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Prior to upgrading to v2.2.0-0-g5368c50 from master-2.2, wireshark would decode the embedded ethernet packets that are encapsulated inside 2 layers of MPLS. Now wireshark, simply shows the embedded ethernet frames as "Data". How can I configure wireshark to decode this?

asked 28 Sep '16, 09:54

yohio's gravatar image

yohio
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Hard to say without the capture file. There are several types of encapsulation of the payload into MPLS which cannot be unambiguously recognized just by the data, so all the time there were complaints like "why Wireshark is dissecting my MPLS packets as XXX when they are YYY". So my guess is that in 2.2.0, the auto-detection has been disabled completely, or just the detection algorithm has been modified.

To know more, you'd have to publish the file, login-free, at Cloudshark or some plain file sharing service and edit your Question with a link to it.

(28 Sep '16, 10:46) sindy

If I remember correctly this functionality was changed at some point, requiring you to use "Decode As" on the packets you want decoded. Not sure though.

(28 Sep '16, 15:05) Jasper ♦♦

I uploaded a snippet from the capture to cloudshark here: https://www.cloudshark.org/captures/6da65676be67

The MPLS data is clearly encapsulated IP over ethernet 2. I would like wireshark to automatically decode this.

(30 Sep '16, 08:47) yohio

To be more clear, the MPLS data in the above capture is ethernet IP - containing GTP (UDP port 2152) which in turn encapsulates TCP traffic

(30 Sep '16, 09:06) yohio

As already said - currently, you have to use Decode as to tell Wireshark to dissect the MPLS payload as Ethernet PW (no CW) for each top level MPLS label (two in your snippet, one per direction).

This way you in fact give Wireshark the information about MPLS border router configuration for that label.

There are so many possible MPLS payloads that no heuristic tried so far was 100% successful in recognizing them by contents, resulting in confusion as described above. Even the detection whether a control word (CW) is used or not in the pseudowire (PW) encapsulation was not always reliable.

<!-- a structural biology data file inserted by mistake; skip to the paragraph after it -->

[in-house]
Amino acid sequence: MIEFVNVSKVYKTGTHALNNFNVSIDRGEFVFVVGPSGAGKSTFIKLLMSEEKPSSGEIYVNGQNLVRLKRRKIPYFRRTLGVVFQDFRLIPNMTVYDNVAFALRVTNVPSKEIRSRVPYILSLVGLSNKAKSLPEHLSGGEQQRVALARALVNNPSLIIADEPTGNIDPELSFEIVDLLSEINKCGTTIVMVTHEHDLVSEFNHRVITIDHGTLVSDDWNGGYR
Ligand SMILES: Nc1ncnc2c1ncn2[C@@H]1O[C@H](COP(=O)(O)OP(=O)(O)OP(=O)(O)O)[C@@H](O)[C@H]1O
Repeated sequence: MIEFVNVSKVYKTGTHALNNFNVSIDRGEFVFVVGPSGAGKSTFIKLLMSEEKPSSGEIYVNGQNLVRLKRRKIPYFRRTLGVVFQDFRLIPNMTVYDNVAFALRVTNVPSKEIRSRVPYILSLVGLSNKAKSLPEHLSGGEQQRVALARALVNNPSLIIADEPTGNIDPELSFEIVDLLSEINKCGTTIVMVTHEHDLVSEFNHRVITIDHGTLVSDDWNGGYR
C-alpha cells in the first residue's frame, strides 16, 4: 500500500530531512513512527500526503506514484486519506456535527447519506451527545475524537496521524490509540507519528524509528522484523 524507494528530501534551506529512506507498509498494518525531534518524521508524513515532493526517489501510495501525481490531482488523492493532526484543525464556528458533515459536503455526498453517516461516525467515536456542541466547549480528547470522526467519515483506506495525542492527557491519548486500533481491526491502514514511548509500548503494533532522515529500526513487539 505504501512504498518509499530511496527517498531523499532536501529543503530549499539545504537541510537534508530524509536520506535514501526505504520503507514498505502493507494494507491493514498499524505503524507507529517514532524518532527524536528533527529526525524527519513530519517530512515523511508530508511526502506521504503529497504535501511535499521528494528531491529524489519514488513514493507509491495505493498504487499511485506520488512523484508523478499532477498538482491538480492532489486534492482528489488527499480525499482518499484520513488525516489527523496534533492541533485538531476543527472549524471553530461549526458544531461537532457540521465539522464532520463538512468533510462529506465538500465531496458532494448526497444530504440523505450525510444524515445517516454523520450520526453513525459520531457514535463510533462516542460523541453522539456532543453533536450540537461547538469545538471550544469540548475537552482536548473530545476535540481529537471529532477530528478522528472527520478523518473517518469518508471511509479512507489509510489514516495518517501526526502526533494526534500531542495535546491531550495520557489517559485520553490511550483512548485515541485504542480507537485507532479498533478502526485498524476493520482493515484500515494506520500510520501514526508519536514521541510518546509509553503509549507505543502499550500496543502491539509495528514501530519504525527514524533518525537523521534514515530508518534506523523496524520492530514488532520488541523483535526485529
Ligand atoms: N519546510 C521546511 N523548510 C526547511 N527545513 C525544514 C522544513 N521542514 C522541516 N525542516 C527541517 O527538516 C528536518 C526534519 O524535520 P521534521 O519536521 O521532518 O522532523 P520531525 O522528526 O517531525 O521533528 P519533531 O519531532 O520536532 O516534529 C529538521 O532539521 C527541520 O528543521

BTW, the use of test MAC addresses with many 00 in them, like one of yours here, is one of the reasons of the heuristic failure, because zero bits at these positions are valid for many types of payload so more than one type meets the criteria of the heuristic. So maybe (I'm not the author of the MPLS dissector) the current heuristic just says "I don't know what it is as there is more than one possibility" where the old has returned the first successful match.

(30 Sep '16, 09:08) sindy

Clue #1: If offset 12 of the MPLS data contains the value 0x800 then there is a 99% chance that the MPLS data is encapsulated IP over ethernet. I may undertake changing the MPLS decoder myself to do this based upon a new property.

(03 Oct '16, 15:41) yohio

First, 1% of false positives would still be way too high.

Second, if your Ethernet frame would be encapsulated into MPLS as Ethernet pseudo-wire with control word, and the source MAC address of the payload Ethernet frame would contain 08:00 in the middle of the source MAC address (see first example below), then using your Clue #1 would end up dissecting your packet the way shown in the second example below.

Not to be misunderstood: I'd also love to see Wireshark auto-detect everything, but false positives are much more harmful to protocol analysis than false negatives.

So the second example is still quite good as you can see that something went wrong, but in other cases such frame could be dissected completely wrong but without any errors reported.

Frame 1: 1505 bytes on wire (12040 bits), 1505 bytes captured (12040 bits) Ethernet II, Src: Nokia_e5:94:93 (38:52:1a:e5:94:93), Dst: Nokia_90:8e:04 (8c:90:d3:90:8e:04) 802.1Q Virtual LAN, PRI: 0, CFI: 0, ID: 10 MultiProtocol Label Switching Header, Label: 262118, Exp: 0, S: 0, TTL: 255 MultiProtocol Label Switching Header, Label: 262134, Exp: 0, S: 1, TTL: 255 PW Ethernet Control Word Ethernet II, Src: 18:80:08:00:97:d8 (18:80:08:00:97:d8), Dst: ae:00:00:00:00:01 (ae:00:00:00:00:01) Destination: ae:00:00:00:00:01 (ae:00:00:00:00:01) Source: 18:80:08:00:97:d8 (18:80:08:00:97:d8) Type: IPv4 (0x0800) Trailer: 926168 Internet Protocol Version 4, Src: 10.155.182.18, Dst: 10.155.182.251 User Datagram Protocol, Src Port: 2152, Dst Port: 2152 GPRS Tunneling Protocol Internet Protocol Version 4, Src: 208.4.120.128, Dst: 64.34.170.24 Transmission Control Protocol, Src Port: 46608, Dst Port: 80, Seq: 1, Ack: 1, Len: 1370

Frame 1: 1505 bytes on wire (12040 bits), 1505 bytes captured (12040 bits) Ethernet II, Src: Nokia_e5:94:93 (38:52:1a:e5:94:93), Dst: Nokia_90:8e:04 (8c:90:d3:90:8e:04) 802.1Q Virtual LAN, PRI: 0, CFI: 0, ID: 10 MultiProtocol Label Switching Header, Label: 262118, Exp: 0, S: 0, TTL: 255 MultiProtocol Label Switching Header, Label: 262134, Exp: 0, S: 1, TTL: 255 Ethernet II, Src: 00:00:00_01:18:80 (00:00:00:01:18:80), Dst: 00:00:00_00:ae:00 (00:00:00:00:ae:00) Destination: 00:00:00_00:ae:00 (00:00:00:00:ae:00) Source: 00:00:00_01:18:80 (00:00:00:01:18:80) Type: IPv4 (0x0800) Internet Protocol Version 4 1001 .... = Version: 9 [Expert Info (Error/Protocol): Bogus IPv4 version]

(03 Oct '16, 23:08) sindy
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question asked: 28 Sep '16, 09:54

question was seen: 5,143 times

last updated: 03 Oct '16, 23:08

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